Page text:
The tallest residential building in the outer boroughs is underway, and no, it’s not going to be in boomtown Brooklyn, but rather along the rapidly evolving corridor of Queens Plaza in Long Island City. 42-12 28th Street will soar 57 stories from an 18,000-square-foot lot and will contain 447 luxury rental units. At its 635-foot projected height, it will be just 20 feet shy of the current outer borough tallest, One Court Square (the “Citi” building).
Recently posted images on Goldstein Hill & West‘s revamped website reveal some new aspects of the project, including its ground-level street frontage and an “extensive” amenity package to include a swimming pool directly linked to an outdoor roof deck.
Aerial renderings via CityRealty
The tower will be Heatherwood Communities‘ second ground-up undertaking in the neighborhood. Their slick and beautifully blue rental 27 on 27th anchors the southwest corner of the same block and opened back in 2013. It’s not surprising that they’re smitten with this location; the new tower at 42-12 28th Street is just one block southwest of Dutch Kills Green, a park-like roadway/pedestrian/bicycle improvement project finished in 2012, and directly across from the Queensboro Plaza subway station that can shuttle residents to Midtown in less than 10 minutes.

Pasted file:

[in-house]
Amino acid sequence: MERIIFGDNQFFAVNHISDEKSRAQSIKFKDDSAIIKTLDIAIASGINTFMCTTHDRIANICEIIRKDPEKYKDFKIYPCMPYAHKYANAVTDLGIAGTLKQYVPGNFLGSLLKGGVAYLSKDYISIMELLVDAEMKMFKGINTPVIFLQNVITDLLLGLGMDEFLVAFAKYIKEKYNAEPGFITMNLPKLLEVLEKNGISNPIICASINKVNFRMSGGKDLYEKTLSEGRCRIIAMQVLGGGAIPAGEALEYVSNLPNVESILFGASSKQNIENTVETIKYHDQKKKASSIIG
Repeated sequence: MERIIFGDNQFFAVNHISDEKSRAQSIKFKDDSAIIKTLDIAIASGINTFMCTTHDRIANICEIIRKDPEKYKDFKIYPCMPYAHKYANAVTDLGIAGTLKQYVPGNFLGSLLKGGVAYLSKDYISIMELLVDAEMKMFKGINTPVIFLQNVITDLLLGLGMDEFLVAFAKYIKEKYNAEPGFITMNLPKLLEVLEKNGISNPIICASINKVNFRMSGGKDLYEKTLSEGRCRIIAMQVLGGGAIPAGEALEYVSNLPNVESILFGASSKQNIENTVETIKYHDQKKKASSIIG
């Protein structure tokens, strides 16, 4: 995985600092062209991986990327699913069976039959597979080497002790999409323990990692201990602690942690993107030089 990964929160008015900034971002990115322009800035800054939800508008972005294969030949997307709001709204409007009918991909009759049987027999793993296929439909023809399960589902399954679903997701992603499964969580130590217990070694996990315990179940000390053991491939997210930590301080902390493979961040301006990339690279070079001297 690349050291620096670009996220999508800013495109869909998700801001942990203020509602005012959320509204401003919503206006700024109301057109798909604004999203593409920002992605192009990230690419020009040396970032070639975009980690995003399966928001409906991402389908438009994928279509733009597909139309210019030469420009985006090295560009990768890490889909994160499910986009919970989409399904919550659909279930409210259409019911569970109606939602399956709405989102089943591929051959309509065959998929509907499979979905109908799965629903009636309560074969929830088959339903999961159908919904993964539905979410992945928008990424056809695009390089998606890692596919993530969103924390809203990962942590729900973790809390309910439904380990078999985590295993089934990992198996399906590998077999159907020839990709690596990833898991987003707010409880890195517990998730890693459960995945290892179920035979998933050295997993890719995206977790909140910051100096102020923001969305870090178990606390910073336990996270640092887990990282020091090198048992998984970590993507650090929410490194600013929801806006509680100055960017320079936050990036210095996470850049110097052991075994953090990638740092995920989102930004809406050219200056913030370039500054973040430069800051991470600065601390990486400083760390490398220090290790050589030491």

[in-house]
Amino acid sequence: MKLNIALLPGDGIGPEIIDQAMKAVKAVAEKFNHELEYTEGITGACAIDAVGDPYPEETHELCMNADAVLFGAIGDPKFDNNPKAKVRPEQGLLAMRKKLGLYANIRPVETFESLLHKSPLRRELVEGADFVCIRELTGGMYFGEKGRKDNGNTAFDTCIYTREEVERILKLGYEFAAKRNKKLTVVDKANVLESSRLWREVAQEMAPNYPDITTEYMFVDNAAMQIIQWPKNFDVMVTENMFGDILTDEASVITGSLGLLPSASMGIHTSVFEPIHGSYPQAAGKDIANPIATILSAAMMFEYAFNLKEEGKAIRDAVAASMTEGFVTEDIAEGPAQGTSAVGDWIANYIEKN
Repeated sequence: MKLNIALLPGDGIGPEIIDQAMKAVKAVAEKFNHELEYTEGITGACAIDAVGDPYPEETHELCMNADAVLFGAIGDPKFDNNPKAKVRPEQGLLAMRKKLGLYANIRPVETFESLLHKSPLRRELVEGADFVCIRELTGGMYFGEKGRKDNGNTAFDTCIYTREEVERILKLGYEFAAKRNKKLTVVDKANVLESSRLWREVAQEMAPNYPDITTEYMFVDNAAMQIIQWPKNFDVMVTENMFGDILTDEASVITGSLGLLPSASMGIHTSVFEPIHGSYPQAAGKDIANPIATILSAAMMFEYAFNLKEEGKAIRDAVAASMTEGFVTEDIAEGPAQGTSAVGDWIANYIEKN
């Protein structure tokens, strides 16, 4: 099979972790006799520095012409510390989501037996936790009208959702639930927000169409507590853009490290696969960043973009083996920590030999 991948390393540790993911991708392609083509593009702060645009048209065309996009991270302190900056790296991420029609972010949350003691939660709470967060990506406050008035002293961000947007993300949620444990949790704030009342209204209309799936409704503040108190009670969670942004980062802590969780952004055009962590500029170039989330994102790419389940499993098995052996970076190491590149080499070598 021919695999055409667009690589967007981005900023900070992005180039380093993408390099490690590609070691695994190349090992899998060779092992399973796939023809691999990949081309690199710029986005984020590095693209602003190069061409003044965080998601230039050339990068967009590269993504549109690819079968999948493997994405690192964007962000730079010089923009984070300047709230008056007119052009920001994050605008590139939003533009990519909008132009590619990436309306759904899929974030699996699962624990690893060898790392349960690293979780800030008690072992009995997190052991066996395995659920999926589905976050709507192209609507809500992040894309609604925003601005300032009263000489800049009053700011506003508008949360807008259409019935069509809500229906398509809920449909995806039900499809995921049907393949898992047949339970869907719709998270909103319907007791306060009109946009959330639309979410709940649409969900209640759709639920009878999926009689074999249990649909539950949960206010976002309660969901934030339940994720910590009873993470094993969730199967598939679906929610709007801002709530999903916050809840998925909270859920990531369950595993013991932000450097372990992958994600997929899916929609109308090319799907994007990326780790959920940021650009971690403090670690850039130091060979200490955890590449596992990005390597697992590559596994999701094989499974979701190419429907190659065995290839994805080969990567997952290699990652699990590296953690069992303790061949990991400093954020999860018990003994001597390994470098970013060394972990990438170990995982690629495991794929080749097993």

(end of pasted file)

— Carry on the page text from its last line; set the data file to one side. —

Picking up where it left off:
The building rises logically in a series of well-proportioned setbacks from south to north and is clad in a blue reflective skin composed of offset alternating patterns; not unlike One57‘s pixelated facades. Strategically placed balconies on the south and west elevations will be sure to capture sweeping views of the Manhattan skyline (at least until the next tower comes along).
Is the title of tallest outer-borough residential building significant? Probably not. By Manhattan standards, 635 feet is not even particularly tall. For comparison, 432 Park Avenue, the tallest building in the western hemisphere, is 1,396 feet high, more than double 42-12 28th Street’s height. To further dampen this tower’s record book significance, there are three even taller buildings planned in Downtown Brooklyn that are set to open shortly after. But for now, this Long Island City building can gloat all it wants.
Neighborhoods : Long Island City